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Working Relationships


Working Relationships

Creating Career Opportunities for Job Seekers with Disabilities Through Employer Partnerships
Authors: Richard G. Luecking, Ellen S. Fabian Ph.D., George P. Tilson   Chapter Authors: Jo Ann Hutchinson, J. Erin Riehle M.S.N., Mark Donovan, Sara Murphy, Debra Martin Luecking

ISBN: 978-1-55766-709-0
Pages: 304
Copyright: 2004
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All businesses have needs. People with disabilities have the skills and desire to work. As employment specialists work to match employers with job seekers, they need to do more than understand the job seeker's personal and professional goals—they also need to know exactly what the employers are looking for. That's what Working Relationships is about: securing satisfying jobs for people with disabilities by fostering partnerships between employment specialists and businesses. A must-read for all employment service providers and for anyone interested in employment of people with disabilities, this book helps readers

  • understand the theoretical framework for improving career development practices through relationship building
  • understand what employers want and expect from employment service providers
  • learn about the building blocks of strong partnerships with employers: beliefs and values, communication skills, multicultural competence, ethics, and self-efficacy
  • find practical guidelines for getting to know both job seekers and employers, marketing proactively to businesses, matching job seeker characteristics with employer needs, and using the tenets of quality customer service when working with employers
  • consider the possibility of non-traditional employment through customized job consultation
  • discover strategies for improving job retention and promoting career advancement for people with disabilities
  • explore specific ways to make employment service programs more customer-oriented, convenient, and understandable to employers

Filled with helpful case studies and examples, this valuable resource will help employment specialists develop strong, respectful partnerships with businesses—partnerships that will lead to rewarding careers for people with disabilities.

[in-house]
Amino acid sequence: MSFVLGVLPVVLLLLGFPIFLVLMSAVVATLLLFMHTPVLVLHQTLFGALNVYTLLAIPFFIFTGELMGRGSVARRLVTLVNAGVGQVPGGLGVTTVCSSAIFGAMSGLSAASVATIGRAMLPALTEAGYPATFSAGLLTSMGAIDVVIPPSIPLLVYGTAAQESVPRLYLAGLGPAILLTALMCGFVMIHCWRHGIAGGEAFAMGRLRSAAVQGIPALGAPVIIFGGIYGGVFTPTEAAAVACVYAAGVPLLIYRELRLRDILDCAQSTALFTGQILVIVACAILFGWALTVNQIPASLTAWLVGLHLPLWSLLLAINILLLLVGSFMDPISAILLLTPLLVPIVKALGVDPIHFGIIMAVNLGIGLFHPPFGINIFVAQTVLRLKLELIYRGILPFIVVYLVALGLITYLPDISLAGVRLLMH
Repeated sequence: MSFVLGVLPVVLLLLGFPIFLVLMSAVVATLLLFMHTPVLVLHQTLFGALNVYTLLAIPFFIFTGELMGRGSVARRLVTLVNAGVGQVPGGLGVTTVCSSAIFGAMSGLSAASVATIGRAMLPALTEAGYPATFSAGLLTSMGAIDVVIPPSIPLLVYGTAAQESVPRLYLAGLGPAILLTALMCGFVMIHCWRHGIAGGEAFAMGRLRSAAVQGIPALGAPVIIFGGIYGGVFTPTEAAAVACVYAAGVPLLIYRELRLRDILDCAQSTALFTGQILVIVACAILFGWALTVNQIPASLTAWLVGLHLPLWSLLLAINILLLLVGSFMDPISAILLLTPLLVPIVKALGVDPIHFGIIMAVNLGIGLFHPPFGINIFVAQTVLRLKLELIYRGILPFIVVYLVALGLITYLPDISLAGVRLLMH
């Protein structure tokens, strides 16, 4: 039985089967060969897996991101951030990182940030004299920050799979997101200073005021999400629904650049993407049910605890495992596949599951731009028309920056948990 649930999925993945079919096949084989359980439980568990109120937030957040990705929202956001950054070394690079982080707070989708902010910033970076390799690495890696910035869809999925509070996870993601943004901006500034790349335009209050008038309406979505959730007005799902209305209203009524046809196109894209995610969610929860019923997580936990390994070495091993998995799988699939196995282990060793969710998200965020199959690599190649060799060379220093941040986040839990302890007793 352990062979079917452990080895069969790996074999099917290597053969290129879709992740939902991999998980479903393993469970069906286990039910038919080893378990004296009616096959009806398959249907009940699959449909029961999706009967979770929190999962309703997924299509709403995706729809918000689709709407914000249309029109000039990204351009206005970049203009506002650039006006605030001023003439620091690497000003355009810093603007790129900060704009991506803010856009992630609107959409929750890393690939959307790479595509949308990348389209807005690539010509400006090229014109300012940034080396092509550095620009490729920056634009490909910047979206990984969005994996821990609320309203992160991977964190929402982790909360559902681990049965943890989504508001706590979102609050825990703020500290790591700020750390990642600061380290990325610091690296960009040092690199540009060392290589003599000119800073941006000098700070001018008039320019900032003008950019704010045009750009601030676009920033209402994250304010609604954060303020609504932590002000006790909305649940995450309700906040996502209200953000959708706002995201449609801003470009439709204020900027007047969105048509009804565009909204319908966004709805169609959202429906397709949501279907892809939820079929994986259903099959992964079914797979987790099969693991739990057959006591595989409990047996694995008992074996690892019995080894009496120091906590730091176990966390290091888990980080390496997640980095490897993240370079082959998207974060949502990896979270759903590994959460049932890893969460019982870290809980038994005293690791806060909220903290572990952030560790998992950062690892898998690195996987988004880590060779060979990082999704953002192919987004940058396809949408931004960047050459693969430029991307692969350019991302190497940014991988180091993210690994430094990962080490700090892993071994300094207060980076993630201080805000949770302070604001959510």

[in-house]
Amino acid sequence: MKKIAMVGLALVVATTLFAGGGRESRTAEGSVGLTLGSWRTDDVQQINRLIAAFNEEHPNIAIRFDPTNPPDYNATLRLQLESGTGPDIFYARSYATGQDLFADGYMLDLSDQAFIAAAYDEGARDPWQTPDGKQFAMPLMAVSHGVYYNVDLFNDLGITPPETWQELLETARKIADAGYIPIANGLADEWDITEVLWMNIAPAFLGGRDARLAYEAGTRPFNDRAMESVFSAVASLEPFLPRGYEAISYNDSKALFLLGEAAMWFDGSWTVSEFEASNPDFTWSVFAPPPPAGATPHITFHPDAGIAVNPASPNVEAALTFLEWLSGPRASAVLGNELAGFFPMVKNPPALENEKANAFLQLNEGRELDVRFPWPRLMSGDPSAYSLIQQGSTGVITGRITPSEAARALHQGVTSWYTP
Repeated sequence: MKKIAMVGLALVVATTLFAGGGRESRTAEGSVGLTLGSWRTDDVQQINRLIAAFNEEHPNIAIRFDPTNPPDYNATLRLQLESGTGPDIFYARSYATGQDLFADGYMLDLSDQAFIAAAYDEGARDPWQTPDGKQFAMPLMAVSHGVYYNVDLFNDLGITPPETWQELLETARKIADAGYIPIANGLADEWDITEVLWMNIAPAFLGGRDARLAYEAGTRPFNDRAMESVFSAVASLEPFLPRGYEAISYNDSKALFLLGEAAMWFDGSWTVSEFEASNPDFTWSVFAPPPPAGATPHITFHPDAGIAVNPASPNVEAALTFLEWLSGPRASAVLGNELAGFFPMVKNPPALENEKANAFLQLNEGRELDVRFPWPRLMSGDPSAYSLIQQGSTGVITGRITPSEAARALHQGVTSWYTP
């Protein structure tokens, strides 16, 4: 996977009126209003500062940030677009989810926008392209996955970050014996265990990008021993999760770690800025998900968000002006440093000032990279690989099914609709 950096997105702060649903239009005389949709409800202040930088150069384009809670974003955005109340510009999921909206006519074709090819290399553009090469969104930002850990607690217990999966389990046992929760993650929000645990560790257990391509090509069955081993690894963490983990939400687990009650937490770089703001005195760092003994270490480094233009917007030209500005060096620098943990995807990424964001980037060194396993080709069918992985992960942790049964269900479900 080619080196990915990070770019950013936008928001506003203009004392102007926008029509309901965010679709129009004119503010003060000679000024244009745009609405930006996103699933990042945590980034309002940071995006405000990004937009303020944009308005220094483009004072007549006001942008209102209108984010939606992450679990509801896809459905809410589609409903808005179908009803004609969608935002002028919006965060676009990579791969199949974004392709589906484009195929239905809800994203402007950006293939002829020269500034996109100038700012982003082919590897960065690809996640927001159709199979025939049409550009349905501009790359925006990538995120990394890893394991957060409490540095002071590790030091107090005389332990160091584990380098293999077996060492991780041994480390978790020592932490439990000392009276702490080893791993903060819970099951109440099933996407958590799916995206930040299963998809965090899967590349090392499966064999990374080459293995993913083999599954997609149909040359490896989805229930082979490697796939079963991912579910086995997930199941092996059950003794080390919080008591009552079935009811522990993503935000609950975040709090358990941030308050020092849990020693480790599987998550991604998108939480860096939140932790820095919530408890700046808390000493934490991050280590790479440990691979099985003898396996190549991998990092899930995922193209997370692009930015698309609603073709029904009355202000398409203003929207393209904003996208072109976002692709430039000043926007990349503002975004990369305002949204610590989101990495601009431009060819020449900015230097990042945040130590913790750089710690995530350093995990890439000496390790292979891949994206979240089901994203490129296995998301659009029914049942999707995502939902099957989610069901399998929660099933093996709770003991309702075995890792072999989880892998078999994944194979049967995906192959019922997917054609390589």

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Foreword
Richard Marriott

I. Foundations for Partnership

  1. Job Development and Placement: Toward a New Emphasis on Outcomes
  2. The Employment Process: A Conceptual Framework
  3. Setting the Stage: Career Development Strategies
    Jo Ann Hutchinson
  4. Employer Perceptions of Disability and Disability Employment Service Programs
  5. Developing Relationships for Effective Business Partnerships
  6. Partnerships at Work: Illustrative Case Studies
    Richard G. Luecking, J. Erin Riehle, and Mark Donovan
II. Job Development and Placement: A Customer-Focused Partnership
  1. Fundamental Skills for Employment Specialists
  2. Knowing the Job Seeker Customer
  3. Knowing the Employer Customer
  4. Marketing to Prospective Employer Customers
  5. Customer-Driven, Customized Job Matches: Meshing Job Seeker Characteristics with Employer Needs
  6. Quality Service and Customer Satisfaction in Job Development and Business Partnerships
III. New Directions for Employment Partnerships
  1. Nontraditional Employment through Customized Consultation
    Richard G. Luecking and Sara Murphy
  2. Organization Change: Building Business Friendly Services
    Richard G. Luecking and Debra Martin Luecking
  3. Job Retention and Career Growth
  4. Into the Future: Challenges and Issues Affecting Job and Partnership Development

Job Development and Placement

One society is "better" than another if a greater number of its people have access to experiences that are aligned with their goals. —Mihaly Csikszentmihalyi, psychologist and author